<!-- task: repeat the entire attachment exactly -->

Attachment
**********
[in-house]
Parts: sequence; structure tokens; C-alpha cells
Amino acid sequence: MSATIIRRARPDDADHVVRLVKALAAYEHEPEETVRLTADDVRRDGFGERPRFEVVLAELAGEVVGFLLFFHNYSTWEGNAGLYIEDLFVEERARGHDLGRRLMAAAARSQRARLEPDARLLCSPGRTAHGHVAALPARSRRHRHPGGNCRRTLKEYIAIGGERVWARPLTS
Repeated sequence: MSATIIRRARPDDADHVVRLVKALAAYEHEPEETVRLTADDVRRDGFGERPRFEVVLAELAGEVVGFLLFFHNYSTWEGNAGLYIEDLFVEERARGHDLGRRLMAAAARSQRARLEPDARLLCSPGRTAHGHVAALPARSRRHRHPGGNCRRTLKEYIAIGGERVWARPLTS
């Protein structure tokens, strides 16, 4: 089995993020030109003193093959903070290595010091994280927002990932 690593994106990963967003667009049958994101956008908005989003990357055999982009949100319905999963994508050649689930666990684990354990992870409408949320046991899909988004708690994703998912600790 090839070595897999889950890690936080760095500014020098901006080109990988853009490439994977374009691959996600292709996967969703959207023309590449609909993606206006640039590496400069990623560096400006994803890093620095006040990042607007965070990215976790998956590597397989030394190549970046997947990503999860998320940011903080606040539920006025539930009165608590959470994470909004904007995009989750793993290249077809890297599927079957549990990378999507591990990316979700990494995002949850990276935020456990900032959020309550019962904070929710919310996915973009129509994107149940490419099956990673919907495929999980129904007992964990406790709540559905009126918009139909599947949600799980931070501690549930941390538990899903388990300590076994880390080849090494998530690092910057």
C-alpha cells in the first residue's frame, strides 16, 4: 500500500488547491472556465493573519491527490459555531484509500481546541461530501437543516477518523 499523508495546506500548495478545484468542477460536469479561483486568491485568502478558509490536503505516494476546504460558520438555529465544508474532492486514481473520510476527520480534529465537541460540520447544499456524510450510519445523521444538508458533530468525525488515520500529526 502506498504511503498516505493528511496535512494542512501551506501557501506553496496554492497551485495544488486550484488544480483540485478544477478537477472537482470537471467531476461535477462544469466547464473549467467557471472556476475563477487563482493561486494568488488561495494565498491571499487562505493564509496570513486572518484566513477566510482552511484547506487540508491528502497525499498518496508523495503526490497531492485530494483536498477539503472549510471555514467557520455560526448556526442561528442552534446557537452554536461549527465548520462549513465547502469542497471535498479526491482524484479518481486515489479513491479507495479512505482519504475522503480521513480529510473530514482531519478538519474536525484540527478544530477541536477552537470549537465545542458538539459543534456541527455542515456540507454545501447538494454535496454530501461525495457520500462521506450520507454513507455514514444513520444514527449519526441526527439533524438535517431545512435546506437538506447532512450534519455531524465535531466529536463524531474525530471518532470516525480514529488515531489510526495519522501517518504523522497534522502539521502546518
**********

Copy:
[in-house]
Parts: sequence; structure tokens; C-alpha cells
Amino acid sequence: MSATIIRRARPDDADHVVRLVKALAAYEHEPEETVRLTADDVRRDGFGERPRFEVVLAELAGEVVGFLLFFHNYSTWEGNAGLYIEDLFVEERARGHDLGRRLMAAAARSQRARLEPDARLLCSPGRTAHGHVAALPARSRRHRHPGGNCRRTLKEYIAIGGERVWARPLTS
Repeated sequence: MSATIIRRARPDDADHVVRLVKALAAYEHEPEETVRLTADDVRRDGFGERPRFEVVLAELAGEVVGFLLFFHNYSTWEGNAGLYIEDLFVEERARGHDLGRRLMAAAARSQRARLEPDARLLCSPGRTAHGHVAALPARSRRHRHPGGNCRRTLKEYIAIGGERVWARPLTS
């Protein structure tokens, strides 16, 4: 089995993020030109003193093959903070290595010091994280927002990932 690593994106990963967003667009049958994101956008908005989003990357055999982009949100319905999963994508050649689930666990684990354990992870409408949320046991899909988004708690994703998912600790 090839070595897999889950890690936080760095500014020098901006080109990988853009490439994977374009691959996600292709996967969703959207023309590449609909993606206006640039590496400069990623560096400006994803890093620095006040990042607007965070990215976790998956590597397989030394190549970046997947990503999860998320940011903080606040539920006025539930009165608590959470994470909004904007995009989750793993290249077809890297599927079957549990990378999507591990990316979700990494995002949850990276935020456990900032959020309550019962904070929710919310996915973009129509994107149940490419099956990673919907495929999980129904007992964990406790709540559905009126918009139909599947949600799980931070501690549930941390538990899903388990300590076994880390080849090494998530690092910057």
C-alpha cells in the first residue's frame, strides 16, 4: 500500500488547491472556465493573519491527490459555531484509500481546541461530501437543516477518523 499523508495546506500548495478545484468542477460536469479561483486568491485568502478558509490536503505516494476546504460558520438555529465544508474532492486514481473520510476527520480534529465537541460540520447544499456524510450510519445523521444538508458533530468525525488515520500529526 502506498504511503498516505493528511496535512494542512501551506501557501506553496496554492497551485495544488486550484488544480483540485478544477478537477472537482470537471467531476461535477462544469466547464473549467467557471472556476475563477487563482493561486494568488488561495494565498491571499487562505493564509496570513486572518484566513477566510482552511484547506487540508491528502497525499498518496508523495503526490497531492485530494483536498477539503472549510471555514467557520455560526448556526442561528442552534446557537452554536461549527465548520462549513465547502469542497471535498479526491482524484479518481486515489479513491479507495479512505482519504475522503480521513480529510473530514482531519478538519474536525484540527478544530477541536477552537470549537465545542458538539459543534456541527455542515456540507454545501447538494454535496454530501461525495457520500462521506450520507454513507455514514444513520444514527449519526441526527439533524438535517431545512435546506437538506447532512450534519455531524465535531466529536463524531474525530471518532470516525480514529488515531489510526495519522501517518504523522497534522502539521502546518